The Austin Chronicle

Texas Platters

Reviewed by Kevin Curtin, January 29, 2016, Music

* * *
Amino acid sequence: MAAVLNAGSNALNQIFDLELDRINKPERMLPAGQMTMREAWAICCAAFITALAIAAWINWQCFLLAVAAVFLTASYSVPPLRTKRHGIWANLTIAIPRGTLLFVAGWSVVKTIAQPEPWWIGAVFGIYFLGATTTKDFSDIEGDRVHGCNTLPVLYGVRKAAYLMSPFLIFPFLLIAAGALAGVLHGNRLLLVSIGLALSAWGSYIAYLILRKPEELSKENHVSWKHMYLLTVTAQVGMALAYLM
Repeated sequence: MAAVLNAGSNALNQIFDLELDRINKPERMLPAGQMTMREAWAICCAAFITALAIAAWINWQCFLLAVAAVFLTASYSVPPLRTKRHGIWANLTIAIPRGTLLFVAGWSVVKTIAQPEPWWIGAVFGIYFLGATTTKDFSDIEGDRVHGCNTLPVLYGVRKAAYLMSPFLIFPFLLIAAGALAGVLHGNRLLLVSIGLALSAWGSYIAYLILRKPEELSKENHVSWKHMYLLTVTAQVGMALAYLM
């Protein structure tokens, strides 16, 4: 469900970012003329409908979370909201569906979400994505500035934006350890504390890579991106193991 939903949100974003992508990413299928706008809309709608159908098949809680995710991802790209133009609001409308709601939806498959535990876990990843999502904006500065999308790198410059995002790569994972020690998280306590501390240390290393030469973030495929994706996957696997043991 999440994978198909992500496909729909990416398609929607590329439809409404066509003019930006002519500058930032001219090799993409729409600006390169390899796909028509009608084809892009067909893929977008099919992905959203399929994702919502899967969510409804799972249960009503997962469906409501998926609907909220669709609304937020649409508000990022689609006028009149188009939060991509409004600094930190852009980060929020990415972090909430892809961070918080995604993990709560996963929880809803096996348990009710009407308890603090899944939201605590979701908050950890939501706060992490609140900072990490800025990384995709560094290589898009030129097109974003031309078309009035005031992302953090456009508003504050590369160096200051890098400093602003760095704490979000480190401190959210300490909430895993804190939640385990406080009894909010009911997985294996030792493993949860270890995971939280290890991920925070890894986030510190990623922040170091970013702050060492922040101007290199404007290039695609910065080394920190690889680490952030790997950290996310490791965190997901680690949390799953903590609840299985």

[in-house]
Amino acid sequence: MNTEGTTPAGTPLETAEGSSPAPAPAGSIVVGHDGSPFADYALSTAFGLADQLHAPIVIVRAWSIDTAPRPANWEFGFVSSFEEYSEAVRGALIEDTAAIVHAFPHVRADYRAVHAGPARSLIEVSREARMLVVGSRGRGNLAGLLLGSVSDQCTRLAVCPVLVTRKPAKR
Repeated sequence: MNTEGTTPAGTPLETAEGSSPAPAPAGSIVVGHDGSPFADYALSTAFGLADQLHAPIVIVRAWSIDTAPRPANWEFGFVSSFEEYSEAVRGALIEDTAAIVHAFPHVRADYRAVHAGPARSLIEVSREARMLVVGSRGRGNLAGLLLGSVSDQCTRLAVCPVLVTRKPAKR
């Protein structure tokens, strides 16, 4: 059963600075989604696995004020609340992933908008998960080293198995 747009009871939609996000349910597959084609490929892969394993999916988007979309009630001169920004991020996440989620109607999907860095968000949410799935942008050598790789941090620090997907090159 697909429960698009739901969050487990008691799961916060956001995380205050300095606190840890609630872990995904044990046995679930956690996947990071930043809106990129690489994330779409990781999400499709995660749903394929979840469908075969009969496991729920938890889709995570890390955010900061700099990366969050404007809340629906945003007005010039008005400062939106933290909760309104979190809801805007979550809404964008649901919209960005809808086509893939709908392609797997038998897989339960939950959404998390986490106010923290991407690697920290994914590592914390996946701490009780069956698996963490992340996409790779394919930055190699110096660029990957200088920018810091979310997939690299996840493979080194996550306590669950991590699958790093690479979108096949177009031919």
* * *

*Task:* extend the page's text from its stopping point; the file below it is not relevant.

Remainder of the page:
The haphazard sketch of a cowboy riding a bull – or perhaps the pilgrim mounting a Great Dane – amongst the scribbled liner notes of John Wesley Coleman's facetiously titled Greatest Hits betrays his musical style: doodler. That uncanny knack for homey imperfection results in songs sans stress or pretense, and explains why the charismatic garage bard remains one of Austin's purest songwriters. The Golden Boys' singer/guitarist arrives in a blue suit clashing preposterously with his shaggy hair on this 10th solo outing, which welcomes with "Tea and Sandwiches," a weird, woozy pop single wherein his warped vocals hover over Geena Spigarelli's percolating bass and Julia Hungerford's panting drums. Coleman's first post-fatherhood LP thus settles quickly into domestic bliss with touching astral-drone lullaby "Sleepyhead" and the romantic "Portlandia," comparing one couple's love to a French novel. The Texan's guitar pop jukebox boasts a proud country bent, most prominently Wil Cope's plaintive, steel-guitar-imbued "Falling out of Love," in which Coleman sounds like a grunge Gram Parsons, yowling, "If it ain't tragic baby, how can it be true?" Another rootsy climax arrives via Nick Allison co-write "Television," boogying like Sticky Fingers-era Rolling Stones. In context of his voluminous solo career, Greatest Hits finds Coleman with a tighter grip on reality than Nightmare on Silly Street, moving beyond the party rock cliches of Trans Am Summer Blues, with no whiff of garage punk à la Last Donkey Show. These Greatest Hits find Austin's "trash poet" at his most heartfelt.


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